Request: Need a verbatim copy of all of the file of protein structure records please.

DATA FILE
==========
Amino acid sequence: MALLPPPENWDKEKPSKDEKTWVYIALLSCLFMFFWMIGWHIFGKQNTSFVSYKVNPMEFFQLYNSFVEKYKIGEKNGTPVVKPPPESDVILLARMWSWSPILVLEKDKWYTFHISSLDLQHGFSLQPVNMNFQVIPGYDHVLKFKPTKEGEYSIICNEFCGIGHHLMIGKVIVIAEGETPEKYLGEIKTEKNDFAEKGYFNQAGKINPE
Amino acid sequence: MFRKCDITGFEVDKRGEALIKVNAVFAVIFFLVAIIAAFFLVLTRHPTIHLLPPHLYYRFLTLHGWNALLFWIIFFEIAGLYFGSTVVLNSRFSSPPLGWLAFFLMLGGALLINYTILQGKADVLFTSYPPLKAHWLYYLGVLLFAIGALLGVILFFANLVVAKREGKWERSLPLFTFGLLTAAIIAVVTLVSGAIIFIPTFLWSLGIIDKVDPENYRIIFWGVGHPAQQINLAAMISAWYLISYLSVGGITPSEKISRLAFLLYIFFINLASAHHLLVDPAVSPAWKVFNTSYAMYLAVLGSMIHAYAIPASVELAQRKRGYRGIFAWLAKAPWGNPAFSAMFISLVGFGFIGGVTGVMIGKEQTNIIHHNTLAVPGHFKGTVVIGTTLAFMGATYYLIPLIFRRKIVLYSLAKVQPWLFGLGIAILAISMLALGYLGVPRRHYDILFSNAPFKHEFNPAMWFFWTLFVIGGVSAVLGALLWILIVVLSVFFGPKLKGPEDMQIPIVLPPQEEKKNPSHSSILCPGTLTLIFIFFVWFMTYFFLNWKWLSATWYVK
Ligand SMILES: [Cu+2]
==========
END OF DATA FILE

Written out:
Amino acid sequence: MALLPPPENWDKEKPSKDEKTWVYIALLSCLFMFFWMIGWHIFGKQNTSFVSYKVNPMEFFQLYNSFVEKYKIGEKNGTPVVKPPPESDVILLARMWSWSPILVLEKDKWYTFHISSLDLQHGFSLQPVNMNFQVIPGYDHVLKFKPTKEGEYSIICNEFCGIGHHLMIGKVIVIAEGETPEKYLGEIKTEKNDFAEKGYFNQAGKINPE
Amino acid sequence: MFRKCDITGFEVDKRGEALIKVNAVFAVIFFLVAIIAAFFLVLTRHPTIHLLPPHLYYRFLTLHGWNALLFWIIFFEIAGLYFGSTVVLNSRFSSPPLGWLAFFLMLGGALLINYTILQGKADVLFTSYPPLKAHWLYYLGVLLFAIGALLGVILFFANLVVAKREGKWERSLPLFTFGLLTAAIIAVVTLVSGAIIFIPTFLWSLGIIDKVDPENYRIIFWGVGHPAQQINLAAMISAWYLISYLSVGGITPSEKISRLAFLLYIFFINLASAHHLLVDPAVSPAWKVFNTSYAMYLAVLGSMIHAYAIPASVELAQRKRGYRGIFAWLAKAPWGNPAFSAMFISLVGFGFIGGVTGVMIGKEQTNIIHHNTLAVPGHFKGTVVIGTTLAFMGATYYLIPLIFRRKIVLYSLAKVQPWLFGLGIAILAISMLALGYLGVPRRHYDILFSNAPFKHEFNPAMWFFWTLFVIGGVSAVLGALLWILIVVLSVFFGPKLKGPEDMQIPIVLPPQEEKKNPSHSSILCPGTLTLIFIFFVWFMTYFFLNWKWLSATWYVK
Ligand SMILES: [Cu+2]